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AETNA CASUALTY & SURETY CO. ET AL. v. FLOWERS

decided: March 10, 1947.

AETNA CASUALTY & SURETY CO. ET AL
v.
FLOWERS



CERTIORARI TO THE CIRCUIT COURT OF APPEALS FOR THE SIXTH CIRCUIT.

Vinson, Black, Reed, Frankfurter, Douglas, Murphy, Jackson, Rutledge, Burton

Author: Douglas

[ 330 U.S. Page 465]

 MR. JUSTICE DOUGLAS delivered the opinion of the Court.

This action for death benefits under the Workmen's Compensation Law of Tennessee (Tenn. Code Ann. 1934, § 6851 et seq.) was commenced in 1945 by plaintiff-respondent in the Chancery Court of Hawkins County, Tennessee. The defendants-petitioners are the former employer of her deceased husband and the employer's insurance carrier. Service was had on the insurance carrier in Hawkins County, and on the employer in Knox County. Respondent is a citizen of Tennessee, the employer is a North Carolina corporation, and the insurance carrier is a Connecticut corporation. The complaint alleged that respondent's husband died as the result of an accident occurring in the course of his employment. Burial expenses plus benefits in the amount of $5,000, the maximum under the Tennessee statute,*fn1 were sought on behalf of respondent and her two minor children, aged twelve and fifteen.

On May 28, 1945, petitioners mailed a notice of intention to file a petition for removal to a federal District Court which was received by respondent's attorney on the morning of May 29. The petition for removal was filed in the Chancery Court the same day, and on June 5 the removal order issued. In the federal court the petitioners moved for dismissal on the ground that venue was not properly laid in the Hawkins County Court, so that

[ 330 U.S. Page 466]

     under Tennessee law that court had lacked jurisdiction.*fn2 Respondent sought a remand of the case to the state court, contending that the requisites of diversity jurisdiction had not been met either as to jurisdictional amount or as to proper notice of filing of the removal petition, and that the suit was not removable because not one of a civil nature in law or equity. The District Court concluded that Hawkins County was not the proper venue. It thereupon dismissed the action without reaching the questions raised by respondent's motion for a remand.

The judgment was reversed on appeal. 154 F.2d 881. The Circuit Court of Appeals held that the jurisdictional minimum of $3,000 in controversy (Judicial Code § 24, 28 U. S. C. § 41 (1)) was not present, and therefore ordered the case remanded to the state court. In this disposition the Circuit Court of Appeals reached neither the state venue question raised by petitioners, nor respondent's contention that the required notice of the filing of the removal petition was lacking. We granted certiorari because of an apparent conflict with Brotherhood of Locomotive Firemen v. Pinkston, 293 U.S. 96, as to the jurisdictional minimum requirement.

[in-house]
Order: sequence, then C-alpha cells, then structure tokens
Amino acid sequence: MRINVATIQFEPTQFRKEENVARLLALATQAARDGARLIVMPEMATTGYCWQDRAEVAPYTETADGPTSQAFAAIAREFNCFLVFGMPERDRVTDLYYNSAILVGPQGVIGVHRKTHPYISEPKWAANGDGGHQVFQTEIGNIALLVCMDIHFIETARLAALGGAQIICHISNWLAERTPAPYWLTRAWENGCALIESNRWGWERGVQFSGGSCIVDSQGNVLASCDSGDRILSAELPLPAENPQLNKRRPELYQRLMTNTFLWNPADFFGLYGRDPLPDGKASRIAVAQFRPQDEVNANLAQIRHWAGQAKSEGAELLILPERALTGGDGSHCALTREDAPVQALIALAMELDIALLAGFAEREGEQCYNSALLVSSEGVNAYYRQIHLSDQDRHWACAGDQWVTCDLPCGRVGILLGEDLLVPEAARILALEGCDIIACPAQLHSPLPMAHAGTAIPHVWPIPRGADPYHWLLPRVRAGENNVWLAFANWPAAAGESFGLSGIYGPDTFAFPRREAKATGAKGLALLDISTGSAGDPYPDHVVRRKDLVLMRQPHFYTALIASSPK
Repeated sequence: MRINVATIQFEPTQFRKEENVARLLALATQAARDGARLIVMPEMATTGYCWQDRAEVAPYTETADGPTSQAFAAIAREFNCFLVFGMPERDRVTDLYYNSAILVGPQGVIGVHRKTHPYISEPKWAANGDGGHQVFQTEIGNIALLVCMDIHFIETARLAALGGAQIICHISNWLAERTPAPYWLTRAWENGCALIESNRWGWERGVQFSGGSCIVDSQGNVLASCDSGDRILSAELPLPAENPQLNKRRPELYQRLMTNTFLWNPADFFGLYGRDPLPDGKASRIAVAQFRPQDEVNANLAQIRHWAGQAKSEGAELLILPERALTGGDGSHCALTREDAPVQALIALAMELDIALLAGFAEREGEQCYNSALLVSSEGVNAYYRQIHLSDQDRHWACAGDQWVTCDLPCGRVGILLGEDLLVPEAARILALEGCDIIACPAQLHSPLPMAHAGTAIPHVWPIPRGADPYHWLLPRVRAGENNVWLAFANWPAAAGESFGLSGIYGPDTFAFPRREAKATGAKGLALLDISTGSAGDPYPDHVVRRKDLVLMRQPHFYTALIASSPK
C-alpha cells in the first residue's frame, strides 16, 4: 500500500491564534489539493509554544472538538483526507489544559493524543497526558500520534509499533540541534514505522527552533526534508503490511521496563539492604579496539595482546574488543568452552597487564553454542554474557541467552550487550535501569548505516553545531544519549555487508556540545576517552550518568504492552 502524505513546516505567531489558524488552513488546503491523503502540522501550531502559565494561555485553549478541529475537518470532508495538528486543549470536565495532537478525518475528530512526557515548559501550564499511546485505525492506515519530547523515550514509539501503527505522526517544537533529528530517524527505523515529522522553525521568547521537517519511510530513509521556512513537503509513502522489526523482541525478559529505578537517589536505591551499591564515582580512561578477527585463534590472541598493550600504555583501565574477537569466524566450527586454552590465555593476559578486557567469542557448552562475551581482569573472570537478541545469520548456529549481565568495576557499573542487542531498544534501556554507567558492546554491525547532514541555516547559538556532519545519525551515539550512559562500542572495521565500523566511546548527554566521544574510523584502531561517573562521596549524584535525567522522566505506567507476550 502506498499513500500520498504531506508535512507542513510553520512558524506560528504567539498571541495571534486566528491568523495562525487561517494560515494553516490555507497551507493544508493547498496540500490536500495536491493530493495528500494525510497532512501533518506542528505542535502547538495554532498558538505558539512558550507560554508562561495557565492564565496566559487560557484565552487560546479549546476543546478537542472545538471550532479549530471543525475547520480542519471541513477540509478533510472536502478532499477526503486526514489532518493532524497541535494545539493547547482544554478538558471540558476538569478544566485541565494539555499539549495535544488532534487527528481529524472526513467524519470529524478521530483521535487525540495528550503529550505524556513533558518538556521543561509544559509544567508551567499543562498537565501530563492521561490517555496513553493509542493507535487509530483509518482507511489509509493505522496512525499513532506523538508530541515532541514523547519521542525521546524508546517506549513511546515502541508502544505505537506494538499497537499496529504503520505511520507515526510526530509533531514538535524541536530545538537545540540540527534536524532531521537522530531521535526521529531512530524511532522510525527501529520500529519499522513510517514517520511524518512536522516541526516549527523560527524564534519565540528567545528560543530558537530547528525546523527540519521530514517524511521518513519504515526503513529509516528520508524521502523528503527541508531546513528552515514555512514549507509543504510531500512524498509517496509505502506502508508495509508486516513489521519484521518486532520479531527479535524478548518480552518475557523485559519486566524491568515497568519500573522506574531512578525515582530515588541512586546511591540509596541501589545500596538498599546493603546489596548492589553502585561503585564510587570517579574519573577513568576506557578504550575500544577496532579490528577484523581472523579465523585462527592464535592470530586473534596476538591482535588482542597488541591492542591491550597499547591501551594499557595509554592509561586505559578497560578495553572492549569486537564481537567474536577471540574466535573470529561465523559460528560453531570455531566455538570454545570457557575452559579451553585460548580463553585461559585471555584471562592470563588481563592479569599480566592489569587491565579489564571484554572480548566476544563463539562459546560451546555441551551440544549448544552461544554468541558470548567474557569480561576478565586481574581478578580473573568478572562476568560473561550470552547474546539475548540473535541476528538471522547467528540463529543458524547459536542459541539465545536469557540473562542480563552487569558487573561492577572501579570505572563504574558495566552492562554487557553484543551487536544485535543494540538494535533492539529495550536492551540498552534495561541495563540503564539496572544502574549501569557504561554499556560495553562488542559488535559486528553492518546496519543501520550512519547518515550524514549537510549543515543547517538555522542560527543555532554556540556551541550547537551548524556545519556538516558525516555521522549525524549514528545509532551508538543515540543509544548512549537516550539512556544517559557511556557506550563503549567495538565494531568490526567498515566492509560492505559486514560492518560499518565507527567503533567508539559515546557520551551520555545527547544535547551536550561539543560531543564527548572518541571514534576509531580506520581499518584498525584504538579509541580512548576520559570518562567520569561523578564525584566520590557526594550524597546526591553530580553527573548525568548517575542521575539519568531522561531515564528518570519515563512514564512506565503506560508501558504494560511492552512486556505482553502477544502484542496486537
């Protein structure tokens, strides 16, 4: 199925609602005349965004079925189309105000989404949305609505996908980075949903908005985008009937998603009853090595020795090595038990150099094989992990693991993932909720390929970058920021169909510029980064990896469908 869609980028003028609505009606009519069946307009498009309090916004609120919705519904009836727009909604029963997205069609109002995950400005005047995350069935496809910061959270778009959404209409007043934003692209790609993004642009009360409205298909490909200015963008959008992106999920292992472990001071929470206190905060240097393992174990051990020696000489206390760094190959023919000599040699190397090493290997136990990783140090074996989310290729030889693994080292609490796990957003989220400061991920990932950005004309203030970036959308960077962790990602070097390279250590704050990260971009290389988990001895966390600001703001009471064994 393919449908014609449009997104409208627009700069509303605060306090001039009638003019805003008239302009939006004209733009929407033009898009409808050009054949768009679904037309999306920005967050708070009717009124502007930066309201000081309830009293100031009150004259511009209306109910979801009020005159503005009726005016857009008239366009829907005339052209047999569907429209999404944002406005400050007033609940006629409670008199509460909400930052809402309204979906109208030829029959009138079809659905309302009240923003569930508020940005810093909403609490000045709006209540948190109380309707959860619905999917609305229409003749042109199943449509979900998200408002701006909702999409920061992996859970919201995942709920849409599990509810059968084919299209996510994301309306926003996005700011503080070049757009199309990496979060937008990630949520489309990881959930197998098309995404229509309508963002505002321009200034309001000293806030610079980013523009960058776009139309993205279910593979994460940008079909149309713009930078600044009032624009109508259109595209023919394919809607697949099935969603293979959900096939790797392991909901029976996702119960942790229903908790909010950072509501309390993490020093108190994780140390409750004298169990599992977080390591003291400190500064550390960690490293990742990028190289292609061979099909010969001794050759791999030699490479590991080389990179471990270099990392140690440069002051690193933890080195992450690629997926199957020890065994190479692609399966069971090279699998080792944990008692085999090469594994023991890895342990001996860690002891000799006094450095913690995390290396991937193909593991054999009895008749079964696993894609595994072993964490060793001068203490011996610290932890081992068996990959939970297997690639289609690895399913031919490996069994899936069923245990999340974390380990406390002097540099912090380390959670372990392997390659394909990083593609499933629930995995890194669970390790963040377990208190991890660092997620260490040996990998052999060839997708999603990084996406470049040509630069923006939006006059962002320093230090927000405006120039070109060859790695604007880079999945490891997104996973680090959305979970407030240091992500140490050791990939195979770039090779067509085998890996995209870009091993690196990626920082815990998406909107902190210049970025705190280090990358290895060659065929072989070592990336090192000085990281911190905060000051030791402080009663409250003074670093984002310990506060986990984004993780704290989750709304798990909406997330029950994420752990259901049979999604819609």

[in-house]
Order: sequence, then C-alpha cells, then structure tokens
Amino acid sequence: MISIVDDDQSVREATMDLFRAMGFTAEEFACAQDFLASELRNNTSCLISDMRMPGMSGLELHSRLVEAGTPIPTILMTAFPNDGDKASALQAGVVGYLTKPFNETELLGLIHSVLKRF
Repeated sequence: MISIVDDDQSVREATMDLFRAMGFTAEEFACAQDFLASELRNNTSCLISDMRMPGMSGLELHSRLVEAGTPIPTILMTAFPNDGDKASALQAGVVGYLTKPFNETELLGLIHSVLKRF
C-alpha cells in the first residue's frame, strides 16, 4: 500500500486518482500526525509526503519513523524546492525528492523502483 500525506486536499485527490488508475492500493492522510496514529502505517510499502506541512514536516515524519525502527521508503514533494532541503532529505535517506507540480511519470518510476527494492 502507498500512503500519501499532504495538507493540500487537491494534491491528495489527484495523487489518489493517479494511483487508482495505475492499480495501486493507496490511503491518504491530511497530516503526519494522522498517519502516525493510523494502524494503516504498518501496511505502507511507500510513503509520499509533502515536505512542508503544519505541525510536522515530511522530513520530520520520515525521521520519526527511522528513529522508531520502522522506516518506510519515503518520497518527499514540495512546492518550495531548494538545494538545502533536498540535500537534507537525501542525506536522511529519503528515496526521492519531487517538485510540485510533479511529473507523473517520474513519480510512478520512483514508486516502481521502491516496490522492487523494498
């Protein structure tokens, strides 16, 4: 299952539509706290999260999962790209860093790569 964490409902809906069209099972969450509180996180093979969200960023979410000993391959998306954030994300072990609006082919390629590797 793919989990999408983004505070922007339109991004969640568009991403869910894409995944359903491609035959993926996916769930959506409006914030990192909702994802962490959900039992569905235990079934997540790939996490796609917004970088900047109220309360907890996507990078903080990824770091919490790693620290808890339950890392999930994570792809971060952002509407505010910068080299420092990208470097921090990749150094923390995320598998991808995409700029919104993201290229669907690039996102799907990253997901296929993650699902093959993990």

First. It is suggested that a decision of a Circuit Court of Appeals ordering remand of a case to a state court is not reviewable. And it is also said that we lack power to review the action of the Circuit Court of Appeals, since the mandate of that court has issued and the District Court has remanded the cause to the state court.

An order of a District Court remanding a cause to the state court from whence it came is not appealable, and hence may not be reviewed either in the Circuit Court

[ 330 U.S. Page 467]

     of Appeals or here. Judicial Code § 28, 28 U. S. C. § 71; Kloeb v. Armour & Co., 311 U.S. 199; Metropolitan Casualty Ins. Co. v. Stevens, 312 U.S. 563; United States v. Rice, 327 U.S. 742. But no such limitation affects our authority to review an action of the Circuit Court of Appeals, directing a remand to a state court. Gay v. Ruff, 292 U.S. 25. Nor does the fact that the mandate of the Circuit Court of Appeals has issued defeat this Court's jurisdiction. Carr v. Zaja, 283 U.S. 52, and cases cited.

Second. We think that the jurisdictional amount of $3,000 was involved in this suit. The contrary conclusion of the Circuit Court of Appeals was based on the nature of the award under the Tennessee statute. The award may be paid in installments at regular intervals by the employer or by a trustee with whom the amount of the award, reduced to present value, has been deposited. Tenn. Code § 6893. Moreover, the death or remarriage of respondent, plus the death or attainment of the age of eighteen by the children, would terminate all payments. Tenn. Code § 6883. Since an award to respondent would be payable in installments, and by ...


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